Provisioning a Cloudera Hadoop cluster on Azure

This post covers how to provision a Cloudera-certified Hadoop IaaS cluster on Azure, for Production, from the Azure Preview Portal using an Azure Resource Manager template available in the marketplace that was developed by Cloudera.   At the time of writing the blog, the CDH version was 5.6.0.

Details covered are:
1.  Cluster options
2.  Instructions on provisioning a cluster
3.  Services enabled on the cluster
4.  Nodes and Roles
5.  Infrastructure
6.  Connecting to the cluster
7.  Versions
8.  Notes/Constraints
9.  References

1.0. Cluster options

There are two options you can select from, a Production cluster and a PoC cluster.  With both, you can configure the number of data nodes.  The underlying virtual machine sizes will differ with the “Production” cluster running a higher-end virtual machine.

2.0. Step by step instructions for provisioning a cluster

Prerequisites – Create a resource group
1.  Go to
2. Click on resource groups on the left navigation bar


3.  Enter a name for your resource group, pick the subscription and availability region and click on “create”.
This will create a resource group that we will use in the cluster setup.



Cluster setup

4.  Click on “New”, then on “Data + Analytics” and then on “Cloudera Enterprise Data Hub”


5.  In the blade that opens up, under “Select deployment model”, click on “Resource Manager”, the click “Create”



6. In the blade that opens, click on “Basics, Configure basic settings”;  Here, enter the following:
User name (Linux user)
Azure Subscription ID (select from pre-filled dropdown)
Resource group (Select group created as part of the prerequisites)
Geographic region  (select from pre-filled dropdown)

7.  Next, click on “Inftrastructure information”;  See screenshot below for where you can customize, and where to leave defaults.



8. Next, click on “Cloudera setup information”;  Here, enter the following:
Cloudera Manager User Name
Cluster Type (two options – POC and Production)
Number of data nodes



9.  Click on user information, enter some details about yourself.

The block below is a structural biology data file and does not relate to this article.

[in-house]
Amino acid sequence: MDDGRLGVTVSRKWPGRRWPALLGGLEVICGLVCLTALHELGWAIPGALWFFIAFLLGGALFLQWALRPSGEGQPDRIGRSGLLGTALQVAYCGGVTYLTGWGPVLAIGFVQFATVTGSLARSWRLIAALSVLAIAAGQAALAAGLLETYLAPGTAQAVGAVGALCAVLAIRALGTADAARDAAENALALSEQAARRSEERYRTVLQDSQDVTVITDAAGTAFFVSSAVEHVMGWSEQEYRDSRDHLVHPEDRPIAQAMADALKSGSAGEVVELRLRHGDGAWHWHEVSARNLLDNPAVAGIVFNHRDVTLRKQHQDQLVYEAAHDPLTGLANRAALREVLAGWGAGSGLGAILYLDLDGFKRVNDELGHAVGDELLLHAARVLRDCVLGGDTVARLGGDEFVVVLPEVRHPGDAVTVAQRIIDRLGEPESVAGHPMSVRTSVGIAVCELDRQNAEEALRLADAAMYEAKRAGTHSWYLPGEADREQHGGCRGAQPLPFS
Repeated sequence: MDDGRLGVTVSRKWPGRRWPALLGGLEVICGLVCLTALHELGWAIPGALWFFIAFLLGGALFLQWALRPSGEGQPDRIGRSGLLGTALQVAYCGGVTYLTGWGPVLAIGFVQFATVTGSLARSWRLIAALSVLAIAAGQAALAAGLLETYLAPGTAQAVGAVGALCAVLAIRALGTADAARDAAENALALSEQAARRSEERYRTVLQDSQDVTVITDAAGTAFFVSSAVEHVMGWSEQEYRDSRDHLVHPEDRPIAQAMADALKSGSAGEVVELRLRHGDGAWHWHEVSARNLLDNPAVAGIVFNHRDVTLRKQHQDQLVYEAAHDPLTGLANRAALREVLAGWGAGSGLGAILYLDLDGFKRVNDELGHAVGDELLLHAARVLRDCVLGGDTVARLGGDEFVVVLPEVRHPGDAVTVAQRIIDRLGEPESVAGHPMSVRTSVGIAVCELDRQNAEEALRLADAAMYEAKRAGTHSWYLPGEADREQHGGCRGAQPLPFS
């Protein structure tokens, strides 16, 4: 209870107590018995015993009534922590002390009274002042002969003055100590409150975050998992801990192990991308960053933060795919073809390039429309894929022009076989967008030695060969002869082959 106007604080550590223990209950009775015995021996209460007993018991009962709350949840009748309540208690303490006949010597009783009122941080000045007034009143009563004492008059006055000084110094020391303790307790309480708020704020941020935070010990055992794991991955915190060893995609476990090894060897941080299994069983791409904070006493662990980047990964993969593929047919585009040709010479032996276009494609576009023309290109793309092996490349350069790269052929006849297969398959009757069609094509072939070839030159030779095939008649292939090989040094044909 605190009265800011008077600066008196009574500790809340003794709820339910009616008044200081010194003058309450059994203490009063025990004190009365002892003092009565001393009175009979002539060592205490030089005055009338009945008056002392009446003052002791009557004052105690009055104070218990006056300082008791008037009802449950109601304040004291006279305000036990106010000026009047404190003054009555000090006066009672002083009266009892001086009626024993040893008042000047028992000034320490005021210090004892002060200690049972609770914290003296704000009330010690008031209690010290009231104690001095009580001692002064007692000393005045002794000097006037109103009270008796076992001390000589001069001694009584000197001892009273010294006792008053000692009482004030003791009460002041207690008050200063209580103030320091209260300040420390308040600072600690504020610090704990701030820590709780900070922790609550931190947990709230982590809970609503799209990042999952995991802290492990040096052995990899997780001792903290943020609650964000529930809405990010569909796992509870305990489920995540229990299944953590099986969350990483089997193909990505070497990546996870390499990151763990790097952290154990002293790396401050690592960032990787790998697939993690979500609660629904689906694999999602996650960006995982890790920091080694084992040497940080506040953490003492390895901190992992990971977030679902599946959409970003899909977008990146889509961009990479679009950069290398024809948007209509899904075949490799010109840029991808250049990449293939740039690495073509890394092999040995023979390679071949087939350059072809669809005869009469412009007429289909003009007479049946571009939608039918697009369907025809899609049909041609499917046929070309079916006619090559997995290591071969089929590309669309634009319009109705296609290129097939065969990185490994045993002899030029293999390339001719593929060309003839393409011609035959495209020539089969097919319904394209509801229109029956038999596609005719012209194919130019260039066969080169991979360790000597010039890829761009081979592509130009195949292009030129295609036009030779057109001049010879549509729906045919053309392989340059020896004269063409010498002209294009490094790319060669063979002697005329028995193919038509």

10.  Review your input on the “Summary”:



11.  Click on “Buy” and then create.  This will provision the cluster.


12.  Step away for a long break; At the time this post was written, it took more than an hour.
You can monitor the progress from the portal.


You will see a message on the portal that the deployment is complete.


3. Services enabled on the cluster
The following services are enabled on the cluster:
Spark on YARN

Other distributed processing services that were available for enabling at the time of this post were:
Mapreduce, Accumulo, Flume, Kafka, HBase, Solr, Mapreduce, Sqoop

4.  Nodes and Roles

In the setup, we entered 3 data nodes, and selected Production.
The following are the nodes and the roles running on them:








5.0.  Infrastructure

5.0.1. Operating System
CentOS 6.6

5.0.2. Virtual Machine
Type: DS14
Cores: 16
Memory: 112 GB
Network: 10Gbps
Local storage: SSD-based, 200 GB

5.0.3. Storage
Storage is NOT ephemeral, and data persisted will survive a reboot, or powered off VM

5.0.3.a) Master Node: Premium, 4, 512 GB VHDs

5.0.3.b) Data Node: Premium, 10, 1TB VHDs, can increase up to 31 per VM; 512 GB VHD for logs

5.0.4. Services RDBMS
Cloudera Manager, Hive, Oozie, Hue are some services that require an underlying RDBMS.
The following are the database configured by the ARM template deployment:
Hue is configured to use embedded SQLLite DB
Oozie is configured to use embedded Derby DB
Hive metastore is configured to use external PostgreSQL database
Cloudera Manager services use an external MySQL database

Embedded databases are not recommended for Production workloads.
Databases for all services, except Hue, can however be migrated, as needed, to other Cloudera supported databases.